Electrification is the common denominator. Power After Carbon takes the reader steps beyond the Deep Decarbonization Pathways Project (DDPP), as well as the Obama administration’s US Mid-Century Strategy (US MCS).  Fox-Penner considers the challenge of decarbonization at a more molecular level than either the DDPP or the US MCS. He details price points, reliability, storage, geo-politics, job creation, carbon sequestration, grid size, and other issues within an integrated and actionable context.

Power After Carbon is all the more remarkable for its ability to speak to the issues in a manner accessible to a wide variety of readers. For example, I consider myself a clean-energy and climate generalist. Although I have a working knowledge of power generation and utility markets, my expertise is analyzing, writing, and advocating public policies. As a political actor, my job is to help create the will of voters and policymakers to move the nation onto a sustainable decarbonized pathway.

Power After Carbon is an affirmation of an achievable low-carbon economy by one of the nation’s leading experts in the field. Fox-Penner clearly states there is enough technical and policy potential to eliminate long-term electricity growth for traditional uses. It’s a statement I know I can trust and around which sound public laws and regulations can be crafted.

These days, my tasks include advising another project beyond the boundaries of the DDPP and digs down to the details. The Legal Pathways to Deep Decarbonization (LPDD) project is a joint undertaking by Columbia University’s Sabin Center for Climate Change Law and the Widener University Commonwealth Law School’s Environmental Law and Sustainability Center.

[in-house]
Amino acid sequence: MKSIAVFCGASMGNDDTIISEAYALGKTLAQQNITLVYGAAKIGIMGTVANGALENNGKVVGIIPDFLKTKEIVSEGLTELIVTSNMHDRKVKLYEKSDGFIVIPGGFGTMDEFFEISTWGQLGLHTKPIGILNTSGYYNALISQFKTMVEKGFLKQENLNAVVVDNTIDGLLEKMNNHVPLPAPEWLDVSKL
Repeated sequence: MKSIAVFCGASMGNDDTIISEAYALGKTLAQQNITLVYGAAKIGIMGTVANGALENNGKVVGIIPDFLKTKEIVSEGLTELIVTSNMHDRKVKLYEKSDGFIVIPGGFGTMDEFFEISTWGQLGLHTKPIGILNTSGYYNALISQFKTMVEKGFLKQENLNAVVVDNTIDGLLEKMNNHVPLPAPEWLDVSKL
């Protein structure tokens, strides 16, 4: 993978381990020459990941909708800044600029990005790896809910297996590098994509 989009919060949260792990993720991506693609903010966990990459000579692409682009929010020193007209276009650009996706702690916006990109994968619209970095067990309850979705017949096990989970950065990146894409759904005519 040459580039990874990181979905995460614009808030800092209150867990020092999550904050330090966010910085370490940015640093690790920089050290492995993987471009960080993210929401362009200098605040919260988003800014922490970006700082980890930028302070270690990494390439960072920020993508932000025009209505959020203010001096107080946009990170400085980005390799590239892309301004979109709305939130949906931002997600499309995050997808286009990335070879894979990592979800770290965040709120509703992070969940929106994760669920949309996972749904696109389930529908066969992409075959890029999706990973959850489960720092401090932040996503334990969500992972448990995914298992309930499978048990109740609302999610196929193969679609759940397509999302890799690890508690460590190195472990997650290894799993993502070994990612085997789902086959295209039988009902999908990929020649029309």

The LPDD project is based on the book, Legal Pathways to Deep Decarbonization in the United States, edited by law professors Michael B. Gerrard[i] and John C. Dernbach.[ii] It offers policy-makers and climate activists the details needed to put integrated energy and environmental laws and regulations in place.

My work on the LPDD project is to advise on outreach and characterize the politics surrounding decarbonization. Power After Carbon is proving to be a great companion.

[i] Michael B. Gerrard is the Andrew Sabin Professor of Professional Practice at Columbia Law School, where he teaches courses on environmental and energy law, and founded and directs the Sabin Center for Climate Change Law.

[ii] John C. Dernbach is the Commonwealth Professor of Environmental Law and Sustainability at Widener University Commonwealth Law School in Harrisburg, Pennsylvania, and Director of its Environmental Law and Sustainability Center

Readers wanting additional information on Power After Carbon and the works of Peter Fox-Penner are encouraged to go to:

http://www.bu.edu/ise/research/power-after-carbon/
https://www.amazon.com/dp/B082DK8QY4/ref=dp-kindle-redirect?_encoding=UTF8&btkr=1
http://usddpp.org/our-approach/
https://www.energypolicy.columbia.edu/events-calendar/power-after-carbon-transitioning-low-carbon-power-united-states

For a current list of the model legislation provided by the LPDD project and the works of Professors Gerrard and Dernbach, readers can go to LPDD.

 

Teaser photo credit: Image: Fiona Paton CC BY-NC-ND 2.0